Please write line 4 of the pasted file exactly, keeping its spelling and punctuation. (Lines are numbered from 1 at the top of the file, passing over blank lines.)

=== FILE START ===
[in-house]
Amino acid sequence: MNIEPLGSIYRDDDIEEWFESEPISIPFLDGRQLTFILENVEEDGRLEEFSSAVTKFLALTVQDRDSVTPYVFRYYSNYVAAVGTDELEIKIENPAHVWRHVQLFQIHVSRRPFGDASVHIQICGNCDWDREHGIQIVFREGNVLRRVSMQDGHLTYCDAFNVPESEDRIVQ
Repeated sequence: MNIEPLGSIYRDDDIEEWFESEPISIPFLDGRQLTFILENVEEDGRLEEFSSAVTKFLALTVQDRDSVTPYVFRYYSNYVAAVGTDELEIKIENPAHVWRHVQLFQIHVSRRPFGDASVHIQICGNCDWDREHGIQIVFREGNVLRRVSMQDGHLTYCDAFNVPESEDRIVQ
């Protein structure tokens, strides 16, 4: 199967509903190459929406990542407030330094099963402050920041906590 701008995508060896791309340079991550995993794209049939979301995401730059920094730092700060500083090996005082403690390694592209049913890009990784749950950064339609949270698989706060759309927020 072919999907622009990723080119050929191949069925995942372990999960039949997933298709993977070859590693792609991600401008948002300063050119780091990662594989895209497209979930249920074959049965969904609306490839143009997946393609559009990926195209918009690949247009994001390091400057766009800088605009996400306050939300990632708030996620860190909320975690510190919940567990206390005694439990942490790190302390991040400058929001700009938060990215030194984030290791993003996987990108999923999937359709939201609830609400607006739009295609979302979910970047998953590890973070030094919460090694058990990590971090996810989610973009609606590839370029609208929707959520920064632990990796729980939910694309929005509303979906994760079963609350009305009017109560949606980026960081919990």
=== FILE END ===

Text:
């Protein structure tokens, strides 16, 4: 199967509903190459929406990542407030330094099963402050920041906590 701008995508060896791309340079991550995993794209049939979301995401730059920094730092700060500083090996005082403690390694592209049913890009990784749950950064339609949270698989706060759309927020 072919999907622009990723080119050929191949069925995942372990999960039949997933298709993977070859590693792609991600401008948002300063050119780091990662594989895209497209979930249920074959049965969904609306490839143009997946393609559009990926195209918009690949247009994001390091400057766009800088605009996400306050939300990632708030996620860190909320975690510190919940567990206390005694439990942490790190302390991040400058929001700009938060990215030194984030290791993003996987990108999923999937359709939201609830609400607006739009295609979302979910970047998953590890973070030094919460090694058990990590971090996810989610973009609606590839370029609208929707959520920064632990990796729980939910694309929005509303979906994760079963609350009305009017109560949606980026960081919990």